15 15 Coho Emigration from East Twin River

16 16 Effects on Coho Survival East Twin (Restored) West Twin Fall Migrants15-28%10-13% Survival to Spring6-10%5-10% Overall survival23-31%14-20% Marine survival5% (38 fish)2% (12)

17 17 Skagit River Delta H w : Restoring estuary habitat increases salmon production (connectivity and capacity)

18

19 19 Treatments Skagit Estuary Dike removal/flooding to restore habitat Dike removal/flooding to restore habitat Connectivity-improve access to existing habitat Connectivity-improve access to existing habitat Barrier removal-self regulating tidegates, other infrastructure Barrier removal-self regulating tidegates, other infrastructure Long lead times and complex planning required but hundreds of acres affected. Long lead times and complex planning required but hundreds of acres affected.

20 20 Deepwater Slough (dike removal) A - Blind Channel Habitat, ,000 10,000 15,000 20,000 25,000 30,000 35,000 MarchAprilMayJuneJuly Wild juvenile Chinook salmon per hectare Reference Treatment B - Blind Channel Habitat, ,000 10,000 15,000 20,000 25,000 30,000 35,000 MarchAprilMayJuneJuly Wild juvenile Chinook salmon per hectare Reference Treatment C - Blind Channel Habitat, ,000 10,000 15,000 20,000 25,000 30,000 35,000 MarchAprilMayJuneJuly Wild juvenile Chinook salmon per hectare Reference Treatment E - Distributary Channel Habitat, ,000 10,000 15,000 20,000 25,000 30,000 35,000 MarAprMayJunJul Wild juvenile Chinook salmon per hectare Reference Treatment F - Distributary Channel Habitat, ,000 10,000 15,000 20,000 25,000 30,000 35,000 MarAprMayJun Wild juvenile Chinook salmon per hectare Reference Treatment D - Distributary Channel Habitat, ,000 10,000 15,000 20,000 25,000 30,000 35,000 MarAprMayJunJul Wild juvenile Chinook salmon per hectare Reference Treatment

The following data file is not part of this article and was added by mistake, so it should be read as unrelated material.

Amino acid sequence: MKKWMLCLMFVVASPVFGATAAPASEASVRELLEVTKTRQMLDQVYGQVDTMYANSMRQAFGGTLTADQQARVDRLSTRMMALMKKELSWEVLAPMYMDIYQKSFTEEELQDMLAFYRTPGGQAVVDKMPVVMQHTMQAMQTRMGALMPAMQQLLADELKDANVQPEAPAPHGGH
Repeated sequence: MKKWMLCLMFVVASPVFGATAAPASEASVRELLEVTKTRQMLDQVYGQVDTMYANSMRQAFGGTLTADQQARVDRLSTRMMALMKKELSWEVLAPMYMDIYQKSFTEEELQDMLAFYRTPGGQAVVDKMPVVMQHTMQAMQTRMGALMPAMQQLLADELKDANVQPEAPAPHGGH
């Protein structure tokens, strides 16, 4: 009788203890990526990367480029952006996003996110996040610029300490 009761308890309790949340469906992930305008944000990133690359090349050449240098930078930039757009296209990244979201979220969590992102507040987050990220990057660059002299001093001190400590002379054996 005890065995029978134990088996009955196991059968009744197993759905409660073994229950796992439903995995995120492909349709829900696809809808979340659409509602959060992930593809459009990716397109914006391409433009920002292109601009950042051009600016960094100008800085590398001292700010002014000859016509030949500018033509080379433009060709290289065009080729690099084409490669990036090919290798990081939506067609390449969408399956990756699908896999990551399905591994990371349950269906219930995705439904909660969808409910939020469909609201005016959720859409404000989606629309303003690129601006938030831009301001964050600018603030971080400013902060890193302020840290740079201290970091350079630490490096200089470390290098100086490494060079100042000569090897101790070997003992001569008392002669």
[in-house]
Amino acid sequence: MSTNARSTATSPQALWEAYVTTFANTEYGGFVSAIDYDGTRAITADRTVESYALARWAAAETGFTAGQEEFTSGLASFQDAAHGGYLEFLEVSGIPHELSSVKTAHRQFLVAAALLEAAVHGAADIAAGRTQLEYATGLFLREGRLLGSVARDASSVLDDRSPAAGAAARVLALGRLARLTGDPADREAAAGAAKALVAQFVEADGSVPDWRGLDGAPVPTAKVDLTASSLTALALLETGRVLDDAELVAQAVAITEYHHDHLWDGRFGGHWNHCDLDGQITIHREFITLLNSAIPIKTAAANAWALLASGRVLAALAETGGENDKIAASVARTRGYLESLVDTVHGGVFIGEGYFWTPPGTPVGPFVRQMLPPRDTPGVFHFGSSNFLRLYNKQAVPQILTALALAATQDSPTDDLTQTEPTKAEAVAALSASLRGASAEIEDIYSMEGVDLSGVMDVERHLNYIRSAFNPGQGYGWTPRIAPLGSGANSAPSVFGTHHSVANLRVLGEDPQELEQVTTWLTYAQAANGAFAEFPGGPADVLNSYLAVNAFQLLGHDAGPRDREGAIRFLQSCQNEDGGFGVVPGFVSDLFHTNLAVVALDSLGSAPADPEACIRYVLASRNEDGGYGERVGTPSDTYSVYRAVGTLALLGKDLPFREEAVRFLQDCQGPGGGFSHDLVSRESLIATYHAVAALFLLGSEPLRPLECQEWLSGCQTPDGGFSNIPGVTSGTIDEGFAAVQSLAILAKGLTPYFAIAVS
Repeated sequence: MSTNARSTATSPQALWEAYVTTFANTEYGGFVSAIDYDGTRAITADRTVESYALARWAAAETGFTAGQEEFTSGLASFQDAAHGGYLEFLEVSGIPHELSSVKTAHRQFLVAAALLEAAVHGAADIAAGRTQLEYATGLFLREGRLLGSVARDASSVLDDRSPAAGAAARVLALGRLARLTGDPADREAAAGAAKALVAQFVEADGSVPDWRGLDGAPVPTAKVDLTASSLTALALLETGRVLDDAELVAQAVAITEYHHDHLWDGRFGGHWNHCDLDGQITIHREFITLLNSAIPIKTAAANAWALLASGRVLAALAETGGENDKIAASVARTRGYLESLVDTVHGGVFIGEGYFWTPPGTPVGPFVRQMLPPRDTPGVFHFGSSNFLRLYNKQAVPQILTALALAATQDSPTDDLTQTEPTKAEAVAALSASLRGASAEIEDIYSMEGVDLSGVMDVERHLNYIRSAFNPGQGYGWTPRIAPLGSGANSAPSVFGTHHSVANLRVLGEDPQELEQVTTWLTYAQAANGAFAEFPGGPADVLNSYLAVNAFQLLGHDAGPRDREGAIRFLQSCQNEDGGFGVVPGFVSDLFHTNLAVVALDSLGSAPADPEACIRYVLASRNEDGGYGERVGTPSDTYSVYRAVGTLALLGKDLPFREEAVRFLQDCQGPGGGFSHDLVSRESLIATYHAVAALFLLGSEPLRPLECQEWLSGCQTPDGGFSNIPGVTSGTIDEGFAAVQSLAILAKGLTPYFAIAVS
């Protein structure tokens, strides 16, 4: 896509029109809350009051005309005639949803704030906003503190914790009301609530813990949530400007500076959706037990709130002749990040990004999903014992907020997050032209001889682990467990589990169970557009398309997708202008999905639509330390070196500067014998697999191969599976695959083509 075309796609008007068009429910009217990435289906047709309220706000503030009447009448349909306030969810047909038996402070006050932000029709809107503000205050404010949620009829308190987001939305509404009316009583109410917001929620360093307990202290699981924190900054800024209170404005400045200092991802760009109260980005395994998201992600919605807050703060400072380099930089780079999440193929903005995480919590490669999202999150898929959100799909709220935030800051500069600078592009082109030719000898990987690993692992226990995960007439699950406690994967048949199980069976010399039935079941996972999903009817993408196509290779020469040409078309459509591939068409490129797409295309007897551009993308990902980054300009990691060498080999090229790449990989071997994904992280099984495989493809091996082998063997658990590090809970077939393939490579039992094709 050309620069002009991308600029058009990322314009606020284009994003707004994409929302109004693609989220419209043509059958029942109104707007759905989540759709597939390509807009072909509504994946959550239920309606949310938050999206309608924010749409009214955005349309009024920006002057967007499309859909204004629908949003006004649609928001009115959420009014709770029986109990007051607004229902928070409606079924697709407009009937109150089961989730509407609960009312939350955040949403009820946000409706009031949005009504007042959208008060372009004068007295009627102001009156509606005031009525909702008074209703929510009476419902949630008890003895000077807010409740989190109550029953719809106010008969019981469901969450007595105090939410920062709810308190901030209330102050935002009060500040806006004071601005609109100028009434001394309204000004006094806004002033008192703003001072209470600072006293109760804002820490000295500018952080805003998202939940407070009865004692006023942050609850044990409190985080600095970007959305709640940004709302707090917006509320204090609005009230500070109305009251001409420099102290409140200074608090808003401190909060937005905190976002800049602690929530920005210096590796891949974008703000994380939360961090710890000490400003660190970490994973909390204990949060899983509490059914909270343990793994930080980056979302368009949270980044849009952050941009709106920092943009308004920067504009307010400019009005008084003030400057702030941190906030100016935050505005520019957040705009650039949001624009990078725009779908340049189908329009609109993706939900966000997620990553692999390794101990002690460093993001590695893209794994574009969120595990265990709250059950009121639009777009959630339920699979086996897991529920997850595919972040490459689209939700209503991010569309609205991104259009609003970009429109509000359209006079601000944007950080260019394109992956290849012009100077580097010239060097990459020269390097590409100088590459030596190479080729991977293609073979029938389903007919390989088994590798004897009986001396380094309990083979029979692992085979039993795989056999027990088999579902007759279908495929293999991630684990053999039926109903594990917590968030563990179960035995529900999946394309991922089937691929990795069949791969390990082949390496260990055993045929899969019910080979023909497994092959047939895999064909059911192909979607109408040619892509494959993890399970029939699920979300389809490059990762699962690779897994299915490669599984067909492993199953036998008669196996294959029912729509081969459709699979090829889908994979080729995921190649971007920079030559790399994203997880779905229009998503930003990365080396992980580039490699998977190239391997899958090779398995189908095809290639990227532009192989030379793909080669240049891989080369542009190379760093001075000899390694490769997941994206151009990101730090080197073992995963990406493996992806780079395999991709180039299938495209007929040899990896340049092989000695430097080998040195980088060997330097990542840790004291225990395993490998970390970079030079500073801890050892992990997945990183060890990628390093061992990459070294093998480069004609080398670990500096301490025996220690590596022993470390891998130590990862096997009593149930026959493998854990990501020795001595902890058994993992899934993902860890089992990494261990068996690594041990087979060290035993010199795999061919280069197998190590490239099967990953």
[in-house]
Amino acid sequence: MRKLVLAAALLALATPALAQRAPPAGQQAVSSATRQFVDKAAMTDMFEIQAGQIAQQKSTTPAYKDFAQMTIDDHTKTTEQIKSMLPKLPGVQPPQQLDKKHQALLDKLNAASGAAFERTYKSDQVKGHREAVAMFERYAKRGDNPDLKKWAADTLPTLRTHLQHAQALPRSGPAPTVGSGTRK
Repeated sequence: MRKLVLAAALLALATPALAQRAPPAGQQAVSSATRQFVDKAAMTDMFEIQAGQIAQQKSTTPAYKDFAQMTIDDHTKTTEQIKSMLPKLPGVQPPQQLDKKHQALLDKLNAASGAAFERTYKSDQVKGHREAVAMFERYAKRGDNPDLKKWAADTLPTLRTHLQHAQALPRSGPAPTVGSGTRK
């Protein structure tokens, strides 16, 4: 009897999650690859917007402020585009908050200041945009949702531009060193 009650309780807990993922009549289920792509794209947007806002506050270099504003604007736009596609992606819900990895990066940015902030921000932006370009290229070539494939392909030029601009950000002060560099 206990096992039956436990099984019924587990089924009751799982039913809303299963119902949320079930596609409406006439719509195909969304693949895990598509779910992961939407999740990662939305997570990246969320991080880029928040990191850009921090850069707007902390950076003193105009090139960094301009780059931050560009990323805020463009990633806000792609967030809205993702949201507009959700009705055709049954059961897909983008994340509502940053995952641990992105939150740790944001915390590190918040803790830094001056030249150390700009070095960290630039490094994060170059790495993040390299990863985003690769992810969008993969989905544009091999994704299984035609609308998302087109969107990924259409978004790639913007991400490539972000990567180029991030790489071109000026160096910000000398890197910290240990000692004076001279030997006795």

21 21 Fornsby SRT (opened in 2006) SRT

22 22 Habitat Restoration Passive RestorationActive Restoration

23 23

24 24

25 25

26 26 Frequent Concerns When will results be available? When will results be available? What magnitude of change can be detected? What magnitude of change can be detected?

27 27 Coho production Power Analysis Post-restorationPre-restoration

28 28 Seabeck Cr-Minimum  P

29 29 Conclusions Well-designed monitoring program can detect relatively small (20-40%) increases in smolt production Well-designed monitoring program can detect relatively small (20-40%) increases in smolt production Understanding why is critical to differentiate between restoration impacts and other factors Understanding why is critical to differentiate between restoration impacts and other factors

30 30 IMW Program Participants Oversight Committee: Washington Dept. of Ecology - Bill Ehinger Washington Dept. of Ecology - Bill Ehinger Washington Dept. of Fish and Wildlife - Tim Quinn Washington Dept. of Fish and Wildlife - Tim Quinn NOAA Fisheries (NWFSC) - Phil Roni, Correigh Greene NOAA Fisheries (NWFSC) - Phil Roni, Correigh Greene Lower Elwha Klallam Tribe - Mike McHenry Lower Elwha Klallam Tribe - Mike McHenry Skagit River System Coop - Eric Beamer Skagit River System Coop - Eric Beamer Weyerhaeuser - Bob Bilby Weyerhaeuser - Bob Bilby IMW Partners: Lower Columbia Fish Recovery Board - Jeff Breckel Hood Canal Coordinating Council - Richard Brocksmith Salmon Recovery Funding Board


Download ppt "1 Intensively Monitored Watersheds Validation Monitoring for Salmon Habitat Restoration."

Similar presentations


Ads by Google